Fire in the city: Savonarola and the struggle for Renaissance Florence

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Oxford University Press, Apr 21, 2006 - History - 336 pages
12 Reviews
A gripping and beautifully written narrative that reads like a novel, Fire in the City presents a compelling account of a key moment in the history of the Renaissance, illuminating the remarkable man who dominated the period, the charismatic Savonarola. Lauro Martines, whose decades of scholarship have made him one of the most admired historians of Renaissance Italy, here provides a remarkably fresh perspective on Girolamo Savonarola, the preacher and agitator who flamed like a comet through late fifteenth-century Florence. The Dominican friar has long been portrayed as a dour, puritanical demagogue who urged his followers to burn their worldly goods in "the bonfire of the vanities." But as Martines shows, this is a caricature of the truth--the version propagated by the wealthy and powerful who feared the political reforms he represented. In fact, Savonarola emerges as a complex and subtle man: compassionate, wise, a poet and scholar, and even, at critical moments, a force for moderation. The friar, a mesmerizing preacher, set the city afire with his message of Christian charity wedded to republican ideals. It is this reality--of Savonarola as both religious and civic leader--that Martines captures in all its complexity, showing how he inspired an outpouring of political debate in a city newly freed from the tyranny of the Medici. In the end, the volatile passions he unleashed--and the powerful families he threatened--sent the friar to his own fiery death. But the fusion of morality and politics that he represented would leave a lasting mark on Renaissance Florence. For the many readers fascinated by histories of Renaissance Italy--such as Brunelleschi's Dome or Galileo's Daughter, and Martines's acclaimed April Blood--Fire in the City offers a vivid portrait of one of the most memorable characters from that dazzling era.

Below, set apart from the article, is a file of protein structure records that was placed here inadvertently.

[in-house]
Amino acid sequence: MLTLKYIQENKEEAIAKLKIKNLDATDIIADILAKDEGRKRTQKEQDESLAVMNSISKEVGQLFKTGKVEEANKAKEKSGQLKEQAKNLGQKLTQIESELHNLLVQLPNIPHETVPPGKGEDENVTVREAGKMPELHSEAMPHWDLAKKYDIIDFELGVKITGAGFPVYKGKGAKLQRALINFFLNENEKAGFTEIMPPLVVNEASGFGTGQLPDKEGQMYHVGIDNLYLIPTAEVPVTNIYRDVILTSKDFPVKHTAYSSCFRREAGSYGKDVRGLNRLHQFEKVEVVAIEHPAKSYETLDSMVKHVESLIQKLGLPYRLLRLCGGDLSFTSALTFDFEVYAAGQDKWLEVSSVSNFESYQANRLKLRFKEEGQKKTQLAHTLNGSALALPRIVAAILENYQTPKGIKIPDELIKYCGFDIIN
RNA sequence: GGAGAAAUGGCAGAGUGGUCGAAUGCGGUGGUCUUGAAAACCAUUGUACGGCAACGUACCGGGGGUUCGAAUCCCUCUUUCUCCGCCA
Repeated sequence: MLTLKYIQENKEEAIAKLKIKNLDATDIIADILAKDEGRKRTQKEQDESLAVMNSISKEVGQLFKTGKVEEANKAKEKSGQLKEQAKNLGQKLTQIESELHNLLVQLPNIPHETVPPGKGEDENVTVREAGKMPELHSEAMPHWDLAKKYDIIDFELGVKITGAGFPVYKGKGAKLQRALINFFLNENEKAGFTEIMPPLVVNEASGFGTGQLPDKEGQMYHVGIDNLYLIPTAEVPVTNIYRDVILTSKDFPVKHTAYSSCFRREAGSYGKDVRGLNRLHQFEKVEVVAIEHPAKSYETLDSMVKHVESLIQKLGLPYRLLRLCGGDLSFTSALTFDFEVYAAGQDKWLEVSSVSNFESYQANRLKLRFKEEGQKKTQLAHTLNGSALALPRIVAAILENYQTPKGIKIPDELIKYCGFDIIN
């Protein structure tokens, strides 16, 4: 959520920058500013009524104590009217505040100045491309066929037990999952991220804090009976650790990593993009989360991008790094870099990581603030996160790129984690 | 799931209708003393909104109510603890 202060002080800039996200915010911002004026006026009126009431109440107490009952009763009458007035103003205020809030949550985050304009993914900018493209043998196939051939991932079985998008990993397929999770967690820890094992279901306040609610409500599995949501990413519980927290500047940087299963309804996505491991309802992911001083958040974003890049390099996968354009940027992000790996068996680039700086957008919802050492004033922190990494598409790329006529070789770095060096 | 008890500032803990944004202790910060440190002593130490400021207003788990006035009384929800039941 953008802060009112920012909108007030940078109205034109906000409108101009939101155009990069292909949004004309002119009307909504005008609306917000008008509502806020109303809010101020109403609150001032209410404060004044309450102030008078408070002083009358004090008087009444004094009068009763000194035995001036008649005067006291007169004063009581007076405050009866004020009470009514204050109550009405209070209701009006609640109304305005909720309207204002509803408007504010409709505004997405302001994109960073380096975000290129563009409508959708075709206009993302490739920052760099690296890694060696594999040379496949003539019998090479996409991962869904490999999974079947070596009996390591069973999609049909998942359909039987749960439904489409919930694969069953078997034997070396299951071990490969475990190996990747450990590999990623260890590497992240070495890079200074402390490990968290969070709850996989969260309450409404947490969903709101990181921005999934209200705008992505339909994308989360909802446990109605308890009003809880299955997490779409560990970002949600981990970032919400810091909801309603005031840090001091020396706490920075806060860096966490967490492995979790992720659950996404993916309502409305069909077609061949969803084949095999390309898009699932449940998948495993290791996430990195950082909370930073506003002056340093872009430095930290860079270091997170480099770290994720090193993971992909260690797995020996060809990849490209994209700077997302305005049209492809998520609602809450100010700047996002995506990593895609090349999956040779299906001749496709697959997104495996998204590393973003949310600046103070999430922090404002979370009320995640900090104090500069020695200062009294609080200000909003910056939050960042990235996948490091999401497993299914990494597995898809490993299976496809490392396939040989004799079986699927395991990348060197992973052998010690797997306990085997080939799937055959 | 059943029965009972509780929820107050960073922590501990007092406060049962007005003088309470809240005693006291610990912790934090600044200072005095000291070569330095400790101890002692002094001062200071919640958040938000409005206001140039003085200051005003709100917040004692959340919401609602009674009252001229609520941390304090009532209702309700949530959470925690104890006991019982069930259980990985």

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Review: Fire in the City: Savonarola and the Struggle for Renaissance Florence

User Review  - Brittney - Goodreads

I'm about halfway through this and it's a rough read. I'm well read in the Italian Renaissance, Medici dynasty, and Papal history- but this is painful. The last half hopefully will be better. A word ... Read full review

Review: Fire in the City: Savonarola and the Struggle for Renaissance Florence

User Review  - John - Goodreads

Savonarola was a profoundly interesting person. It surprises me how little is written about him because he and his writings are well worth discovering. He took the Christian message and vision to the ... Read full review

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About the author (2006)


Lauro Martines is Professor Emeritus of European History at the University of California, Los Angeles. A renowned scholar of Renaissance Italy, he now writes regularly for The Times Literary Supplement. The author of April Blood: Florence and the Plot Against the Medici, he lives in London with his wife, the novelist Julia O'Faolian. His novel of Renaissance Italy, Loredana, won the Sagittarius Prize for 2005.

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